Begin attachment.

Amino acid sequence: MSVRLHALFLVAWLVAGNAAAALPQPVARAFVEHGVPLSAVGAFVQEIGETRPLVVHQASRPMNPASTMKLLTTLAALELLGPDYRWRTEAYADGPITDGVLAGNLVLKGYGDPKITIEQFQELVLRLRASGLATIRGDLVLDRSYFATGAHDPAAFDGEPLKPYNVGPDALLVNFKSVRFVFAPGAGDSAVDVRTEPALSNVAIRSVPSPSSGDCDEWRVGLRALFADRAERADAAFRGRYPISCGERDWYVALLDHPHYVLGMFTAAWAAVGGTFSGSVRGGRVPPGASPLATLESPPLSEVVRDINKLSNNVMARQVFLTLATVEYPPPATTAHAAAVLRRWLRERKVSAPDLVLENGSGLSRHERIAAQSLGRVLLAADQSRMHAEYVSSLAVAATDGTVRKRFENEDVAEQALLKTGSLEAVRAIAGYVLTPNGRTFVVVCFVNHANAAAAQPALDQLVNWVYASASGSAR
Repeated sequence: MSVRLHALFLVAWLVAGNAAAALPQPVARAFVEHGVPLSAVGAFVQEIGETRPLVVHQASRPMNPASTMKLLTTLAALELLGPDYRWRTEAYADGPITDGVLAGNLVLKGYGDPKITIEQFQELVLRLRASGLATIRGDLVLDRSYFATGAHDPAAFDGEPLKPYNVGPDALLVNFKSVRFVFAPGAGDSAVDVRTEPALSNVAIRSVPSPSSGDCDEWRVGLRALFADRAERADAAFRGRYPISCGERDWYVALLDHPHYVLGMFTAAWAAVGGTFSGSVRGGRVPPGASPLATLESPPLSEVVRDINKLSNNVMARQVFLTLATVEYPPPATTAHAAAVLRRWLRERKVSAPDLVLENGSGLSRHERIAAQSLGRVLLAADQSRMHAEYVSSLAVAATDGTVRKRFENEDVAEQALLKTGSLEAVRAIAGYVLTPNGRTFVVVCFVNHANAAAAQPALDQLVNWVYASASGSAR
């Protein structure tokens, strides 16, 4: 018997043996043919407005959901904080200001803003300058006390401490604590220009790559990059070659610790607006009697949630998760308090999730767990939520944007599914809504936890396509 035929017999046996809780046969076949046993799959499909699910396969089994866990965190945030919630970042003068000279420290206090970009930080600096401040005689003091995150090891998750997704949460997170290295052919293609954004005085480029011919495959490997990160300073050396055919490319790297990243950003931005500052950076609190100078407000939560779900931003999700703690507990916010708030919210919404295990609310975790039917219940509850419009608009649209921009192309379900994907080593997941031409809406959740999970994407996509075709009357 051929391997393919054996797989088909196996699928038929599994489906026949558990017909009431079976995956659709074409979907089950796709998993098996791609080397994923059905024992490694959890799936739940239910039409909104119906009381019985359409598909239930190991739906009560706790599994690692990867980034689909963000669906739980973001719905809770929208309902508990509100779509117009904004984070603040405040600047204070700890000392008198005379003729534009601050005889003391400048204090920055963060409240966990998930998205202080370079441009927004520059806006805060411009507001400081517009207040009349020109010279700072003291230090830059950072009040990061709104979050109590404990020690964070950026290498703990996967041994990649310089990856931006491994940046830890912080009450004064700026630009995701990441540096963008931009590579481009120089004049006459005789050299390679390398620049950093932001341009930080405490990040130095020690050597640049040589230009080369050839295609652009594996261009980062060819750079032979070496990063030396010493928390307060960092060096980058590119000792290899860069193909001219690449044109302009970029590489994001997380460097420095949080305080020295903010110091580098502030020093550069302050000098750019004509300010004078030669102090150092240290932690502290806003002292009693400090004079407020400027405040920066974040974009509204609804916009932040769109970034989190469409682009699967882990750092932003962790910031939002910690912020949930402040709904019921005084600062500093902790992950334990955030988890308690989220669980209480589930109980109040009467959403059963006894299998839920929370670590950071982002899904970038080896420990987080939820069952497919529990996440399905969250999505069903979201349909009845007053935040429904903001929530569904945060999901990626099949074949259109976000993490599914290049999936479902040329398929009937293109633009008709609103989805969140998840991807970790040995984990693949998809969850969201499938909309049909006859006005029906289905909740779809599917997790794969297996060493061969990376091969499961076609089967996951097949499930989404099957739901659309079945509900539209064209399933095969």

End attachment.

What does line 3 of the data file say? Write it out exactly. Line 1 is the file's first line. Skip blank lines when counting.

């Protein structure tokens, strides 16, 4: 018997043996043919407005959901904080200001803003300058006390401490604590220009790559990059070659610790607006009697949630998760308090999730767990939520944007599914809504936890396509 035929017999046996809780046969076949046993799959499909699910396969089994866990965190945030919630970042003068000279420290206090970009930080600096401040005689003091995150090891998750997704949460997170290295052919293609954004005085480029011919495959490997990160300073050396055919490319790297990243950003931005500052950076609190100078407000939560779900931003999700703690507990916010708030919210919404295990609310975790039917219940509850419009608009649209921009192309379900994907080593997941031409809406959740999970994407996509075709009357 051929391997393919054996797989088909196996699928038929599994489906026949558990017909009431079976995956659709074409979907089950796709998993098996791609080397994923059905024992490694959890799936739940239910039409909104119906009381019985359409598909239930190991739906009560706790599994690692990867980034689909963000669906739980973001719905809770929208309902508990509100779509117009904004984070603040405040600047204070700890000392008198005379003729534009601050005889003391400048204090920055963060409240966990998930998205202080370079441009927004520059806006805060411009507001400081517009207040009349020109010279700072003291230090830059950072009040990061709104979050109590404990020690964070950026290498703990996967041994990649310089990856931006491994940046830890912080009450004064700026630009995701990441540096963008931009590579481009120089004049006459005789050299390679390398620049950093932001341009930080405490990040130095020690050597640049040589230009080369050839295609652009594996261009980062060819750079032979070496990063030396010493928390307060960092060096980058590119000792290899860069193909001219690449044109302009970029590489994001997380460097420095949080305080020295903010110091580098502030020093550069302050000098750019004509300010004078030669102090150092240290932690502290806003002292009693400090004079407020400027405040920066974040974009509204609804916009932040769109970034989190469409682009699967882990750092932003962790910031939002910690912020949930402040709904019921005084600062500093902790992950334990955030988890308690989220669980209480589930109980109040009467959403059963006894299998839920929370670590950071982002899904970038080896420990987080939820069952497919529990996440399905969250999505069903979201349909009845007053935040429904903001929530569904945060999901990626099949074949259109976000993490599914290049999936479902040329398929009937293109633009008709609103989805969140998840991807970790040995984990693949998809969850969201499938909309049909006859006005029906289905909740779809599917997790794969297996060493061969990376091969499961076609089967996951097949499930989404099957739901659309079945509900539209064209399933095969």